Hook, line, and sinker  //  Lake Fork Reservoir

 27,690 acres  //   Drive time: 1 hour, 45 minutes
Waterfront restrictions: None
Lake_Fork_4 CAST SYSTEM: Lake Fork harbored 34 of the top 50 largest record largemouth bass. Photo by Dave Shafer

The economy hit Lake Fork hard in 2009, and it hasn’t quite recovered, despite being nationally known as the Big Bass Capital of Texas. “We don’t do business in the subprime, but when 2009 hit and it was a huge blown disaster, I saw a huge dip in business,” says local real estate agent John Jarvis.

About half the properties on Lake Fork are second houses. Lands End is the lake’s premier subdivision, with a golf course, restaurant, bar, and pro shop. Generally, though, prices here are lower than similar lakes closer to Dallas.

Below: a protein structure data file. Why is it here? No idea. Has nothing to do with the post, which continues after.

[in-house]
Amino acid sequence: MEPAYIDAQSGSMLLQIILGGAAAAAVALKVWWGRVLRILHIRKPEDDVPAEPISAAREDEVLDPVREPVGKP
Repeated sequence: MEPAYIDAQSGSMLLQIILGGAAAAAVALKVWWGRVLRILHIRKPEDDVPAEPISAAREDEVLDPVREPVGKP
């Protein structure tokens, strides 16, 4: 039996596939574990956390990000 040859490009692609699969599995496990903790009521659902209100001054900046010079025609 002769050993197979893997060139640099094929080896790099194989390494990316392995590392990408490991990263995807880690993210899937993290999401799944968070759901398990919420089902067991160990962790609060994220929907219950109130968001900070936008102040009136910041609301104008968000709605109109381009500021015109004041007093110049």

Thirty-four of the top 50 largest recorded largemouth bass have been caught here, the largest at 18.18 pounds (caught in 1992). Though largemouth bass get all the headlines, you can also find plenty of catfish, white bass, crappie, and sunfish. They thrive among the timber found within the lake—which makes for tricky boating. The lake’s reputation for great fishing often overshadows its reputation as a recreational lake; huge pockets throughout the lake make for great skiing and tubing.

“The most common thing I hear from people is they’re wanting to get out of Dallas,” Jarvis says. “They want to catch their breath. After that, usually the husband’s an avid fisherman. You can catch fish on any lake, but guys who know anything about bass fishing, those guys want to come to Lake Fork.”